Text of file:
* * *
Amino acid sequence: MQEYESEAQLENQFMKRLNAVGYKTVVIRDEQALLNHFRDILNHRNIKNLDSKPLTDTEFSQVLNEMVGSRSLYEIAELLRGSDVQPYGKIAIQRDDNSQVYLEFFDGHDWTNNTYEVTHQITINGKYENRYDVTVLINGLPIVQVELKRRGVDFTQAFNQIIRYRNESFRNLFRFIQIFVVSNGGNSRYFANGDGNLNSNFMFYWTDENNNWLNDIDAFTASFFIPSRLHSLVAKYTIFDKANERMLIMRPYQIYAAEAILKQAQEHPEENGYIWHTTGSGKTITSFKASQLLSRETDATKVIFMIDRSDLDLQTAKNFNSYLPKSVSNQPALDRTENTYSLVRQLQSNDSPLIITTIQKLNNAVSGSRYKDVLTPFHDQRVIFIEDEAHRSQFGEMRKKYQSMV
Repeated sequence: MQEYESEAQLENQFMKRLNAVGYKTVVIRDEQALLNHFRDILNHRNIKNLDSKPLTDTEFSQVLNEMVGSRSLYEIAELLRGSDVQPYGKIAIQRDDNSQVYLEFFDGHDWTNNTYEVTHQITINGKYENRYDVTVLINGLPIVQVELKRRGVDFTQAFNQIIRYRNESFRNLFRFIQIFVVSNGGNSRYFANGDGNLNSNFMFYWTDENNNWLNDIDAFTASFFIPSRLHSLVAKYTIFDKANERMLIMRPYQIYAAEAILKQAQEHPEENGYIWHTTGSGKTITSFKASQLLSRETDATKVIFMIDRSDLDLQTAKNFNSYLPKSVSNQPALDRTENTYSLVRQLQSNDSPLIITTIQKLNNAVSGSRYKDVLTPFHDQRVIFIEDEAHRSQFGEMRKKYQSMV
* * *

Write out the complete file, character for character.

Amino acid sequence: MQEYESEAQLENQFMKRLNAVGYKTVVIRDEQALLNHFRDILNHRNIKNLDSKPLTDTEFSQVLNEMVGSRSLYEIAELLRGSDVQPYGKIAIQRDDNSQVYLEFFDGHDWTNNTYEVTHQITINGKYENRYDVTVLINGLPIVQVELKRRGVDFTQAFNQIIRYRNESFRNLFRFIQIFVVSNGGNSRYFANGDGNLNSNFMFYWTDENNNWLNDIDAFTASFFIPSRLHSLVAKYTIFDKANERMLIMRPYQIYAAEAILKQAQEHPEENGYIWHTTGSGKTITSFKASQLLSRETDATKVIFMIDRSDLDLQTAKNFNSYLPKSVSNQPALDRTENTYSLVRQLQSNDSPLIITTIQKLNNAVSGSRYKDVLTPFHDQRVIFIEDEAHRSQFGEMRKKYQSMV
Repeated sequence: MQEYESEAQLENQFMKRLNAVGYKTVVIRDEQALLNHFRDILNHRNIKNLDSKPLTDTEFSQVLNEMVGSRSLYEIAELLRGSDVQPYGKIAIQRDDNSQVYLEFFDGHDWTNNTYEVTHQITINGKYENRYDVTVLINGLPIVQVELKRRGVDFTQAFNQIIRYRNESFRNLFRFIQIFVVSNGGNSRYFANGDGNLNSNFMFYWTDENNNWLNDIDAFTASFFIPSRLHSLVAKYTIFDKANERMLIMRPYQIYAAEAILKQAQEHPEENGYIWHTTGSGKTITSFKASQLLSRETDATKVIFMIDRSDLDLQTAKNFNSYLPKSVSNQPALDRTENTYSLVRQLQSNDSPLIITTIQKLNNAVSGSRYKDVLTPFHDQRVIFIEDEAHRSQFGEMRKKYQSMV